The stories featured in this book are the experiences of Israeli teenagers. When creating these essays, the students were told that this was their opportunity to tell the people of the world what they believed. They were asked to write about any subject that interested them, or which they thought that the people of the world must know about Israel. Thus, there is a great variety of opinions based on each students' own personal experiences. For example, one student wrote that discrimination exists in Israel against Ethiopians, while another Ethiopian student wrote that it is nonexistent.
The students, mostly secular, come from Kiryat Malachi, a small city south of Tel Aviv. Kiryat Malachi was founded in 1950 as an immigrant transit camp that absorbed immigrants from Morocco, Iraq, Kurdistan, Iran, Romania, and other parts of North Africa. During the last five years, Kiryat Malachi has absorbed 8,000 immigrants mainly from Ethiopia and the former Soviet Union. In July 1997, Kiryat Malachi was pronounced a city, and currently has a population of approximately 22,000 people.
The original conception of creating this book had two main goals. The first, was to help the students to improve their reading and writing comprehension of the English language. For some of the students English is their second language, while for others it is their third or fourth.
The other goal of this book was for it to be used as an educational tool and resource for Jewish people living outside of Israel. The hope is to build bridges of understanding and to create mutual relationships between Israel and the Diaspora. Unless one has lived in Israel, an understandable ignorance exists within the Diaspora concerning the daily life and general views of the Israeli youth. Their voice is much too often ignored, yet Israel through the eyes of its youth is deeply significant if the Jewish communities outside of Israel sincerely want to understand the realities of Israel. It is hoped that a similar project, of Jewish youth from the Diaspora writing about their feelings towards Israel and their lives as Jews, will come about and instigate a solid line of communication between the two communities.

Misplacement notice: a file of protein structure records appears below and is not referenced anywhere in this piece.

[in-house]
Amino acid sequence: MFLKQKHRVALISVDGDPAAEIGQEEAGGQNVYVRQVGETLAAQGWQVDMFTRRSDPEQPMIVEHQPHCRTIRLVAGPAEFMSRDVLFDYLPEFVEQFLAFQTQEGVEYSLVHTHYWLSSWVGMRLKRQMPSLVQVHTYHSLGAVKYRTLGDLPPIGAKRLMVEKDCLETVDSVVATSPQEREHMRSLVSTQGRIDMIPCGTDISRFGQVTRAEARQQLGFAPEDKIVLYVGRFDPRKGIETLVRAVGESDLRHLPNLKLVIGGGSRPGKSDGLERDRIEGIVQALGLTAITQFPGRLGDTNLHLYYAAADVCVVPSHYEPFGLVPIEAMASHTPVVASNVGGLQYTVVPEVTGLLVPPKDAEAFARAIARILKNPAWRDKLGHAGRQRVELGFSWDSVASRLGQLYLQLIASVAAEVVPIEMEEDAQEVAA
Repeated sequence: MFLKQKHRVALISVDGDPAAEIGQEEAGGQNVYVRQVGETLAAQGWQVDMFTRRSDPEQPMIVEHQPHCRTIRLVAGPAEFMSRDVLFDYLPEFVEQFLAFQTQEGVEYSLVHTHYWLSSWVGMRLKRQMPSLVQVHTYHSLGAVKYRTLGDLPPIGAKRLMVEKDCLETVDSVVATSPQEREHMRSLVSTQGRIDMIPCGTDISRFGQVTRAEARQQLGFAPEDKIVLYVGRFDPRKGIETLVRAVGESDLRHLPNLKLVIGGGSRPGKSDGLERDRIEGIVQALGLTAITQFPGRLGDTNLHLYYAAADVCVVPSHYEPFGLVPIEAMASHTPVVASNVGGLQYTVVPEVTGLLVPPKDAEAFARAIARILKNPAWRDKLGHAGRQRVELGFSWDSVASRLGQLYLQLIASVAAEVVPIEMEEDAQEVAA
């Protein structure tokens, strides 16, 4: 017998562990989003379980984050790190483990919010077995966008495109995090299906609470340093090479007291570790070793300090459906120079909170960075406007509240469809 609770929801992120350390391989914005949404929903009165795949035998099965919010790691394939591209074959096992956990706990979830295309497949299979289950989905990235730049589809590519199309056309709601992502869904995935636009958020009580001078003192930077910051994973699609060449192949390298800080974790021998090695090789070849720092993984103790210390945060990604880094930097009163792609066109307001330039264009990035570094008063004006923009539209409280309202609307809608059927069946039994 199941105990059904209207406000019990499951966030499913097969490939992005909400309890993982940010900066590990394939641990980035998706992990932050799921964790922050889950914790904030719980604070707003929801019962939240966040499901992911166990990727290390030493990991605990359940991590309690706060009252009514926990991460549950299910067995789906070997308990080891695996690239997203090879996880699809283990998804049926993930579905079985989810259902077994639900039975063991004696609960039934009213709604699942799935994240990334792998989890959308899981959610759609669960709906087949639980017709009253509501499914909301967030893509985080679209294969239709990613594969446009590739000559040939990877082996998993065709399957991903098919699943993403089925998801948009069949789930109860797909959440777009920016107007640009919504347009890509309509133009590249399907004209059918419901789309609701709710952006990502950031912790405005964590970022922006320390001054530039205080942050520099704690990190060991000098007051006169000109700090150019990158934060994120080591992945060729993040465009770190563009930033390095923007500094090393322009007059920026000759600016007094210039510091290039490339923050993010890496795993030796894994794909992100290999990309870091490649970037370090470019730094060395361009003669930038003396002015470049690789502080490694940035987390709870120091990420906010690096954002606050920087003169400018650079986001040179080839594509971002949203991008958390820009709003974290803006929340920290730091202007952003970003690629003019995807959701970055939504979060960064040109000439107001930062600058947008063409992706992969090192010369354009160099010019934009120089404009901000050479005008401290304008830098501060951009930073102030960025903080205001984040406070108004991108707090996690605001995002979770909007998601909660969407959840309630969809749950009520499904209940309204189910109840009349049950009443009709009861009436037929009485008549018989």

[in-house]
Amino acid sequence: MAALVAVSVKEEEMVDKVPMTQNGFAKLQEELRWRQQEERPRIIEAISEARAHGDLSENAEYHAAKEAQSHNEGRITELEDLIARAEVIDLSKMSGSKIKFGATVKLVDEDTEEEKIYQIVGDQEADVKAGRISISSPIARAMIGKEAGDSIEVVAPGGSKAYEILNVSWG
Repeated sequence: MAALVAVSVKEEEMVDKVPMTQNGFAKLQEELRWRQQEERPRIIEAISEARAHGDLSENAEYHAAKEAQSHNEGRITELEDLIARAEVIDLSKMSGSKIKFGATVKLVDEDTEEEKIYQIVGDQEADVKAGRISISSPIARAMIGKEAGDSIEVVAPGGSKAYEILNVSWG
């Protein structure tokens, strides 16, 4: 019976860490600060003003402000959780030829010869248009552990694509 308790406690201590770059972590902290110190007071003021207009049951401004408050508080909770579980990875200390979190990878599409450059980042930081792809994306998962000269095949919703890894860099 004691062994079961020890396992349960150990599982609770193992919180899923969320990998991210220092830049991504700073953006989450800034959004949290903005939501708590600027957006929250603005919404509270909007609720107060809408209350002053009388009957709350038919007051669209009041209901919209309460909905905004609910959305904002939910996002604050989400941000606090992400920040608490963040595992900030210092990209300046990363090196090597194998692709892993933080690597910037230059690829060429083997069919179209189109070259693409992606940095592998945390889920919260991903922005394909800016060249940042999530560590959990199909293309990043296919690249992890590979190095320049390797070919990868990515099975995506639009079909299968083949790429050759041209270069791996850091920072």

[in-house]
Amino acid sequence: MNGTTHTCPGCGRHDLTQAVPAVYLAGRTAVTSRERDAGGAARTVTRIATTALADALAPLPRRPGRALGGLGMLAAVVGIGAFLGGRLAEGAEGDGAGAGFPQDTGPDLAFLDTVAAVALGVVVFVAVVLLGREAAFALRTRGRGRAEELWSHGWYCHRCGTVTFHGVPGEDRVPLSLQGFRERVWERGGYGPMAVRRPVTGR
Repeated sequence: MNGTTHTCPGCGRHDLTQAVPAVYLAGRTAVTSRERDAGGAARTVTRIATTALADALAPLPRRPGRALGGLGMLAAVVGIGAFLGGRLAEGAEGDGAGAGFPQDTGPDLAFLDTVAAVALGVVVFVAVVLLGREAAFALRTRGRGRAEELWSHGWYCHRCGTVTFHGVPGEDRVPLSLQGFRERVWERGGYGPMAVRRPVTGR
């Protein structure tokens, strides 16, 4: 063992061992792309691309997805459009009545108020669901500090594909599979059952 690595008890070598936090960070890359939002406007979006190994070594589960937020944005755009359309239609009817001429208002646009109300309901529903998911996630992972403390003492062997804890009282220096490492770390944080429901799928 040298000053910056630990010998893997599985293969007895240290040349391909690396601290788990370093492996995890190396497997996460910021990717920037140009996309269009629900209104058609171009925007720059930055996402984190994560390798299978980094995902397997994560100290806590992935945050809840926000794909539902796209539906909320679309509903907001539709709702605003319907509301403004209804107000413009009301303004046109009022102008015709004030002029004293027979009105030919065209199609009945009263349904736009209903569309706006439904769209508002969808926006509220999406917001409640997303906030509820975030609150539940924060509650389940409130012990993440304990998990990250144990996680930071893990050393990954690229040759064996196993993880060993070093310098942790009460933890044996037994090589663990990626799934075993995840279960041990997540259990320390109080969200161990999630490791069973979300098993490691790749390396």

I would like to thank the English teachers at "Amal 1 High school," Liat Gidon and Ellana Spector, for their help in aiding and encouraging the students to take part in this book. I would also like to thank our advisor from "Project OTZMA," Yossi Smajda, for his extremely useful expertise in formatting this book.
Thanks must especially be given to Dalya Borgana, the Strategic Director of the Municipality of Kiryat Malachi. Dalya helped us out incredibly while we were in Kiryat Malachi and made our experience in Israel so much more meaningful. It is with the incredible dedication and love for her community, and for the Jewish people, that Dalya managed to do the work of five jobs in one, and still found the time to meet with us for lunch, making sure that everything was going alright.
Finally, I would like to thank the wonderful people of Kiryat Malachi who made our time there so special. Of these, I would especially like to thank the students of "Amal 1 High school," who taught us so much about Israel, and about life. This is their book. They are our teachers.
This book was created in conjunction with "Project OTZMA," and was written by students from "Amal 1 High school" in Kiryat Malachi. "Project OTZMA," which is sponsored by the Jewish Federations of America, is a ten month long volunteer program for Jewish-American young adults, aged 20-25. The program is oriented towards immersing Jewish-Americans into the culture, politics, and life of Israeli society in order to be involved in community service volunteer work and to gain leadership skills that will be brought back to be applied to Jewish communities in America. As part of the "Project OTZMA" program, three other people and I lived and worked for two and a half months in Kiryat Malachi, the Israeli town twinned with our local Federations in America. During those two and a half months, we worked in various areas of the community, including "Partnership 2000" programs. "Partnership 2000" is a program created by the Jewish Agency, the United Jewish Appeal, and Keren Hayesod. The purpose of each of these programs is to bridge the gap between Jews living in the Diaspora and Jews living in Israel.
"Project OTZMA" 1998-1999
For more information about the "Project OTZMA" program, please contact your local Jewish Federation, or one of the following offices:
P.O. Box 4390
New York, N.Y. 10011
For more information about the "Partnership 2000 " program, please contact:
The Israel Department
Jewish Agency for Israel (Jerusalem)
UJA Federations of North America (New York)
Tel: (212) 284-6513
Fax: (212) 284-6838
For those who would like to begin a pen-pal dialogue with the youth from Kiryat Malachi, please write to the following address:
"Amal 1 High School"
Ben Gurion St.
P.O. Box 156
83101 Kiryat Malachi, ISRAEL
Tel: (08) 8581317
c/o Kiryat Malachi Municipality
P.O. Box 1
Kiryat Malachi, Israel